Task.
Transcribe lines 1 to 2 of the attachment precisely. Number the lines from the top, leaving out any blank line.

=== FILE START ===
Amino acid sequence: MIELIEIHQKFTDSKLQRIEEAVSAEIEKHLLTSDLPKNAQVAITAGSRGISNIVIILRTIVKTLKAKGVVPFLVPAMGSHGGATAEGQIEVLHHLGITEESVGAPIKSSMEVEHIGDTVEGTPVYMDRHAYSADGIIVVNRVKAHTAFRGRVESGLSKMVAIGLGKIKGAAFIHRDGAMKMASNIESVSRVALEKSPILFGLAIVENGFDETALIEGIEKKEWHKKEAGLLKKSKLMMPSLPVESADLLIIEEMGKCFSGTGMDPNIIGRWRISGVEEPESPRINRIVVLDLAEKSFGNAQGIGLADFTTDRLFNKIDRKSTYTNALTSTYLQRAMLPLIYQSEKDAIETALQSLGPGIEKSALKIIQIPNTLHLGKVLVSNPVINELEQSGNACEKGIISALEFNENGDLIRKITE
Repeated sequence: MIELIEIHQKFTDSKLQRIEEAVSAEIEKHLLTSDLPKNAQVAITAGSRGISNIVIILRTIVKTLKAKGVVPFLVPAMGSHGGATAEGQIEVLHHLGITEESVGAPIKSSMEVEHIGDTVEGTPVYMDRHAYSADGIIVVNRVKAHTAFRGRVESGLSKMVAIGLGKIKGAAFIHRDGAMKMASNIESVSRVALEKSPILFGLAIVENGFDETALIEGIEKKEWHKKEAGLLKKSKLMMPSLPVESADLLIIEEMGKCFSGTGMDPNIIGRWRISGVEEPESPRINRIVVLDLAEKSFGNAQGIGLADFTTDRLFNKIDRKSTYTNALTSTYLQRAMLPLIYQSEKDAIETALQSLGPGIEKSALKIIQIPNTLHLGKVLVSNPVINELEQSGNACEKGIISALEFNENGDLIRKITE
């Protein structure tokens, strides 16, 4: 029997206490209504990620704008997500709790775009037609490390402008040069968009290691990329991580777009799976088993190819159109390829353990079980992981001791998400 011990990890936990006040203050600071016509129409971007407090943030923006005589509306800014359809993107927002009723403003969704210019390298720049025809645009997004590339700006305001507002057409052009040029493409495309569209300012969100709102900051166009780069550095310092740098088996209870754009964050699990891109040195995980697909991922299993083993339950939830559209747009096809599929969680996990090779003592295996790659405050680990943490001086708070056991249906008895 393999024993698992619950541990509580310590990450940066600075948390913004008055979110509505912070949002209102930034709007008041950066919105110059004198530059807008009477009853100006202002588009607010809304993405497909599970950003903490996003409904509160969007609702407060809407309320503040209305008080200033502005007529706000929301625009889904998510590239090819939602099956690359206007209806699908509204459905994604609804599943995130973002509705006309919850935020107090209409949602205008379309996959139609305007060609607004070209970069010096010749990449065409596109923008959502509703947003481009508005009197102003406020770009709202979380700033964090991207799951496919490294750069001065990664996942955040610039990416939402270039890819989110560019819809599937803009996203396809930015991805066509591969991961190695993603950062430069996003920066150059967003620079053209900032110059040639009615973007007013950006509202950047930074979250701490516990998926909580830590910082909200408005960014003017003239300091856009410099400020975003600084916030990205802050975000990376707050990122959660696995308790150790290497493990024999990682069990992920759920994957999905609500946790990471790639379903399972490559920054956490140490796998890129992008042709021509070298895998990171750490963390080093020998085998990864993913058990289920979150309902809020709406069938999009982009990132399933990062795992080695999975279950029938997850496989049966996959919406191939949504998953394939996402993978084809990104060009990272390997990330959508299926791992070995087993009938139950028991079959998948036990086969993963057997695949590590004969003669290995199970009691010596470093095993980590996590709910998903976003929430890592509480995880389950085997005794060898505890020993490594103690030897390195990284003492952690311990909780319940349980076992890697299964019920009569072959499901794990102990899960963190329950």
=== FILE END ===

Amino acid sequence: MIELIEIHQKFTDSKLQRIEEAVSAEIEKHLLTSDLPKNAQVAITAGSRGISNIVIILRTIVKTLKAKGVVPFLVPAMGSHGGATAEGQIEVLHHLGITEESVGAPIKSSMEVEHIGDTVEGTPVYMDRHAYSADGIIVVNRVKAHTAFRGRVESGLSKMVAIGLGKIKGAAFIHRDGAMKMASNIESVSRVALEKSPILFGLAIVENGFDETALIEGIEKKEWHKKEAGLLKKSKLMMPSLPVESADLLIIEEMGKCFSGTGMDPNIIGRWRISGVEEPESPRINRIVVLDLAEKSFGNAQGIGLADFTTDRLFNKIDRKSTYTNALTSTYLQRAMLPLIYQSEKDAIETALQSLGPGIEKSALKIIQIPNTLHLGKVLVSNPVINELEQSGNACEKGIISALEFNENGDLIRKITE
Repeated sequence: MIELIEIHQKFTDSKLQRIEEAVSAEIEKHLLTSDLPKNAQVAITAGSRGISNIVIILRTIVKTLKAKGVVPFLVPAMGSHGGATAEGQIEVLHHLGITEESVGAPIKSSMEVEHIGDTVEGTPVYMDRHAYSADGIIVVNRVKAHTAFRGRVESGLSKMVAIGLGKIKGAAFIHRDGAMKMASNIESVSRVALEKSPILFGLAIVENGFDETALIEGIEKKEWHKKEAGLLKKSKLMMPSLPVESADLLIIEEMGKCFSGTGMDPNIIGRWRISGVEEPESPRINRIVVLDLAEKSFGNAQGIGLADFTTDRLFNKIDRKSTYTNALTSTYLQRAMLPLIYQSEKDAIETALQSLGPGIEKSALKIIQIPNTLHLGKVLVSNPVINELEQSGNACEKGIISALEFNENGDLIRKITE